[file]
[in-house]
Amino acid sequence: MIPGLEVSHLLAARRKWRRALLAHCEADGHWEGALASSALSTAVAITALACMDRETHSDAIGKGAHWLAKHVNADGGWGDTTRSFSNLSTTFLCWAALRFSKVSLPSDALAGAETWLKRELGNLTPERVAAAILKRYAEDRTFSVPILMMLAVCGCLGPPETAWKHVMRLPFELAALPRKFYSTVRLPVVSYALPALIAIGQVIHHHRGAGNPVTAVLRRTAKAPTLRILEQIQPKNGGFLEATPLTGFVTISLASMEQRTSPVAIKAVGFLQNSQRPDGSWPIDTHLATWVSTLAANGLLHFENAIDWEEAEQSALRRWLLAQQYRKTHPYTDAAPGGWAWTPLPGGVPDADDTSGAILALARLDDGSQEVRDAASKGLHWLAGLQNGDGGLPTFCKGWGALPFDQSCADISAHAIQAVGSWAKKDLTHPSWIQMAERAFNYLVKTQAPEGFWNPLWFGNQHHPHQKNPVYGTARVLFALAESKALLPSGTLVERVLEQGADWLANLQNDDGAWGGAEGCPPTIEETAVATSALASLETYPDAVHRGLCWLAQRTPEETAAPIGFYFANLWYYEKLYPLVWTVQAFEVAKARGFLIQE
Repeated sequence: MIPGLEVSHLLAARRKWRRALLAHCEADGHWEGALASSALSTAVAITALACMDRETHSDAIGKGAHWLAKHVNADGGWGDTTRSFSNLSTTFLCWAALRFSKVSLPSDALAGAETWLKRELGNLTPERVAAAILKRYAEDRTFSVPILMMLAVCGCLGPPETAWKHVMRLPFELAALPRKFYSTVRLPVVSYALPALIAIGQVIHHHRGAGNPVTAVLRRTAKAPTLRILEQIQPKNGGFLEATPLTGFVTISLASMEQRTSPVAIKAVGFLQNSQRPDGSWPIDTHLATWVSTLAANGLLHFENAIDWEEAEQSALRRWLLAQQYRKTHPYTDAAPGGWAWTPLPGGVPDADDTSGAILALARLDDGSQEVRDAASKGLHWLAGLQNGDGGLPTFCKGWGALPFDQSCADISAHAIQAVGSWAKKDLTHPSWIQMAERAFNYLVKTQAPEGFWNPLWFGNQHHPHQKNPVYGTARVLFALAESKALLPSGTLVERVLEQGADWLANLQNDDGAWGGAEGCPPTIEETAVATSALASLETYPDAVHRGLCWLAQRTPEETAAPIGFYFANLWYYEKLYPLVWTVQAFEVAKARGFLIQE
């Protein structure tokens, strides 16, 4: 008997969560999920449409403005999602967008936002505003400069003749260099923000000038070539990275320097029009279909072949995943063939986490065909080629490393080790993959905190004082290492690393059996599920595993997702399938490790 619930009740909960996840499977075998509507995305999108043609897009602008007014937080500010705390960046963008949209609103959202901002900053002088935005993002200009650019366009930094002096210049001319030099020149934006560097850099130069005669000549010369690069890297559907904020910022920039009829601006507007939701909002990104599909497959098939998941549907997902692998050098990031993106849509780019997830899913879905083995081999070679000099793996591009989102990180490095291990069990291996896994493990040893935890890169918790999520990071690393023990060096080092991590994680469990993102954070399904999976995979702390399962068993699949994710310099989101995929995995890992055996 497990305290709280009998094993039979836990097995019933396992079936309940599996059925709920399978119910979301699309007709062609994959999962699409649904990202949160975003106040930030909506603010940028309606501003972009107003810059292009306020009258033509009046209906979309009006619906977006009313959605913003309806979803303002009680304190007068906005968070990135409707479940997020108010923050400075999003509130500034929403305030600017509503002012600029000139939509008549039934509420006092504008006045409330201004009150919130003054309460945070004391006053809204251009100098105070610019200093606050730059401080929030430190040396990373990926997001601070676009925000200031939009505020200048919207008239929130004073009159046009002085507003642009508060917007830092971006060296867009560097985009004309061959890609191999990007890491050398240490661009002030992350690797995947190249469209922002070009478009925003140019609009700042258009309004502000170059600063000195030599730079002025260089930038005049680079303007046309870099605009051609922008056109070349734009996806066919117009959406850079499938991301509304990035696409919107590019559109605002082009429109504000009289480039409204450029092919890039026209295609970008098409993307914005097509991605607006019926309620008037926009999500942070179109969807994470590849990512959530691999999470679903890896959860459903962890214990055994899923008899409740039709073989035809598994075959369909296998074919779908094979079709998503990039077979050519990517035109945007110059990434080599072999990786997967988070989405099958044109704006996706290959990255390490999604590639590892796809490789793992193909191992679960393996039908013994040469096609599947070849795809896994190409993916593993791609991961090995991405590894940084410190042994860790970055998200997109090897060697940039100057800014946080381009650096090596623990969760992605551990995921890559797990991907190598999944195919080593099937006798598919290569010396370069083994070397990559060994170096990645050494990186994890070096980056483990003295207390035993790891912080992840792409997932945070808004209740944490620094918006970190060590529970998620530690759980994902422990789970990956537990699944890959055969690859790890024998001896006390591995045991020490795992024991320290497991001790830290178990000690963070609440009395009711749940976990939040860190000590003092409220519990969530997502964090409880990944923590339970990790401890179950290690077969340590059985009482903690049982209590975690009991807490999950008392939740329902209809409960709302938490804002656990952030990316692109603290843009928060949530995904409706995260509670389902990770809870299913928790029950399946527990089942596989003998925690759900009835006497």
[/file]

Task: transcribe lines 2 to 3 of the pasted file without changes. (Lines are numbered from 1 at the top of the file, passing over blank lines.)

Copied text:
Amino acid sequence: MIPGLEVSHLLAARRKWRRALLAHCEADGHWEGALASSALSTAVAITALACMDRETHSDAIGKGAHWLAKHVNADGGWGDTTRSFSNLSTTFLCWAALRFSKVSLPSDALAGAETWLKRELGNLTPERVAAAILKRYAEDRTFSVPILMMLAVCGCLGPPETAWKHVMRLPFELAALPRKFYSTVRLPVVSYALPALIAIGQVIHHHRGAGNPVTAVLRRTAKAPTLRILEQIQPKNGGFLEATPLTGFVTISLASMEQRTSPVAIKAVGFLQNSQRPDGSWPIDTHLATWVSTLAANGLLHFENAIDWEEAEQSALRRWLLAQQYRKTHPYTDAAPGGWAWTPLPGGVPDADDTSGAILALARLDDGSQEVRDAASKGLHWLAGLQNGDGGLPTFCKGWGALPFDQSCADISAHAIQAVGSWAKKDLTHPSWIQMAERAFNYLVKTQAPEGFWNPLWFGNQHHPHQKNPVYGTARVLFALAESKALLPSGTLVERVLEQGADWLANLQNDDGAWGGAEGCPPTIEETAVATSALASLETYPDAVHRGLCWLAQRTPEETAAPIGFYFANLWYYEKLYPLVWTVQAFEVAKARGFLIQE
Repeated sequence: MIPGLEVSHLLAARRKWRRALLAHCEADGHWEGALASSALSTAVAITALACMDRETHSDAIGKGAHWLAKHVNADGGWGDTTRSFSNLSTTFLCWAALRFSKVSLPSDALAGAETWLKRELGNLTPERVAAAILKRYAEDRTFSVPILMMLAVCGCLGPPETAWKHVMRLPFELAALPRKFYSTVRLPVVSYALPALIAIGQVIHHHRGAGNPVTAVLRRTAKAPTLRILEQIQPKNGGFLEATPLTGFVTISLASMEQRTSPVAIKAVGFLQNSQRPDGSWPIDTHLATWVSTLAANGLLHFENAIDWEEAEQSALRRWLLAQQYRKTHPYTDAAPGGWAWTPLPGGVPDADDTSGAILALARLDDGSQEVRDAASKGLHWLAGLQNGDGGLPTFCKGWGALPFDQSCADISAHAIQAVGSWAKKDLTHPSWIQMAERAFNYLVKTQAPEGFWNPLWFGNQHHPHQKNPVYGTARVLFALAESKALLPSGTLVERVLEQGADWLANLQNDDGAWGGAEGCPPTIEETAVATSALASLETYPDAVHRGLCWLAQRTPEETAAPIGFYFANLWYYEKLYPLVWTVQAFEVAKARGFLIQE